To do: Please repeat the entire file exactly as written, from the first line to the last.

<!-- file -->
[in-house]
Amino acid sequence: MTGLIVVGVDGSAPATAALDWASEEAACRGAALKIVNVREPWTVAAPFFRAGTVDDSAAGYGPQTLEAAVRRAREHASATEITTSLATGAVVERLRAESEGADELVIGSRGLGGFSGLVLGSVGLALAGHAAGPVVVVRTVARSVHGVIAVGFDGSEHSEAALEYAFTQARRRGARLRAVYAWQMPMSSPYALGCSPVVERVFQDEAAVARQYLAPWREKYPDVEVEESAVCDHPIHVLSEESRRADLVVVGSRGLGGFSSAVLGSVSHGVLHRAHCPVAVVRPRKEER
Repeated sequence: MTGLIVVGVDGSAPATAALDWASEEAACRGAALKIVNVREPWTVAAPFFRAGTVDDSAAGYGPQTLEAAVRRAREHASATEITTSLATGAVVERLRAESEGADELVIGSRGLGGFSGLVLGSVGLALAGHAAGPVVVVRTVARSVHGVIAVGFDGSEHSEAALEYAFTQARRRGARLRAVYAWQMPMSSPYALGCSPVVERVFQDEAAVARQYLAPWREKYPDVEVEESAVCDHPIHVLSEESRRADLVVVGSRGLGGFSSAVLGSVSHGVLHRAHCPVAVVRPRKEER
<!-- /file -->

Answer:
[in-house]
Amino acid sequence: MTGLIVVGVDGSAPATAALDWASEEAACRGAALKIVNVREPWTVAAPFFRAGTVDDSAAGYGPQTLEAAVRRAREHASATEITTSLATGAVVERLRAESEGADELVIGSRGLGGFSGLVLGSVGLALAGHAAGPVVVVRTVARSVHGVIAVGFDGSEHSEAALEYAFTQARRRGARLRAVYAWQMPMSSPYALGCSPVVERVFQDEAAVARQYLAPWREKYPDVEVEESAVCDHPIHVLSEESRRADLVVVGSRGLGGFSSAVLGSVSHGVLHRAHCPVAVVRPRKEER
Repeated sequence: MTGLIVVGVDGSAPATAALDWASEEAACRGAALKIVNVREPWTVAAPFFRAGTVDDSAAGYGPQTLEAAVRRAREHASATEITTSLATGAVVERLRAESEGADELVIGSRGLGGFSGLVLGSVGLALAGHAAGPVVVVRTVARSVHGVIAVGFDGSEHSEAALEYAFTQARRRGARLRAVYAWQMPMSSPYALGCSPVVERVFQDEAAVARQYLAPWREKYPDVEVEESAVCDHPIHVLSEESRRADLVVVGSRGLGGFSSAVLGSVSHGVLHRAHCPVAVVRPRKEER